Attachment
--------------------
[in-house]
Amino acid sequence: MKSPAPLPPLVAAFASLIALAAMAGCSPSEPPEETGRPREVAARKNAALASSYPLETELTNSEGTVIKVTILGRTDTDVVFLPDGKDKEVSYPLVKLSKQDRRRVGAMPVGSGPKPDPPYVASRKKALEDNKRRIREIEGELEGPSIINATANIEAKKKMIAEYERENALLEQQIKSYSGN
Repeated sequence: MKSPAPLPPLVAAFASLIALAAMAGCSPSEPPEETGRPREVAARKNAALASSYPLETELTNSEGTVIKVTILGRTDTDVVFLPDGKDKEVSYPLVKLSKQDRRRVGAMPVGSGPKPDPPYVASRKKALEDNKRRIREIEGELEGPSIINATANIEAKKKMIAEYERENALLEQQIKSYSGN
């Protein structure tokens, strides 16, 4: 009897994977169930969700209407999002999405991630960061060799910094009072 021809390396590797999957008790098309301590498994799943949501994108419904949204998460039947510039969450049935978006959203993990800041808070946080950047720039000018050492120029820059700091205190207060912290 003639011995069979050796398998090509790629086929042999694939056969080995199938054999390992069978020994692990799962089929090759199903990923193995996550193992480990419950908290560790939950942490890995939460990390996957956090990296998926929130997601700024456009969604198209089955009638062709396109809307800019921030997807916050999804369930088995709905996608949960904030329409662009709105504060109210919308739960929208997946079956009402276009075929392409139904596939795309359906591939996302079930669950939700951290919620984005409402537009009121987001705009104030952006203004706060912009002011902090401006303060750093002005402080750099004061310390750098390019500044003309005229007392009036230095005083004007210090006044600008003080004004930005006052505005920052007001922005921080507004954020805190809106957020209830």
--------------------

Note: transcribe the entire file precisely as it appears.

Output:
[in-house]
Amino acid sequence: MKSPAPLPPLVAAFASLIALAAMAGCSPSEPPEETGRPREVAARKNAALASSYPLETELTNSEGTVIKVTILGRTDTDVVFLPDGKDKEVSYPLVKLSKQDRRRVGAMPVGSGPKPDPPYVASRKKALEDNKRRIREIEGELEGPSIINATANIEAKKKMIAEYERENALLEQQIKSYSGN
Repeated sequence: MKSPAPLPPLVAAFASLIALAAMAGCSPSEPPEETGRPREVAARKNAALASSYPLETELTNSEGTVIKVTILGRTDTDVVFLPDGKDKEVSYPLVKLSKQDRRRVGAMPVGSGPKPDPPYVASRKKALEDNKRRIREIEGELEGPSIINATANIEAKKKMIAEYERENALLEQQIKSYSGN
């Protein structure tokens, strides 16, 4: 009897994977169930969700209407999002999405991630960061060799910094009072 021809390396590797999957008790098309301590498994799943949501994108419904949204998460039947510039969450049935978006959203993990800041808070946080950047720039000018050492120029820059700091205190207060912290 003639011995069979050796398998090509790629086929042999694939056969080995199938054999390992069978020994692990799962089929090759199903990923193995996550193992480990419950908290560790939950942490890995939460990390996957956090990296998926929130997601700024456009969604198209089955009638062709396109809307800019921030997807916050999804369930088995709905996608949960904030329409662009709105504060109210919308739960929208997946079956009402276009075929392409139904596939795309359906591939996302079930669950939700951290919620984005409402537009009121987001705009104030952006203004706060912009002011902090401006303060750093002005402080750099004061310390750098390019500044003309005229007392009036230095005083004007210090006044600008003080004004930005006052505005920052007001922005921080507004954020805190809106957020209830």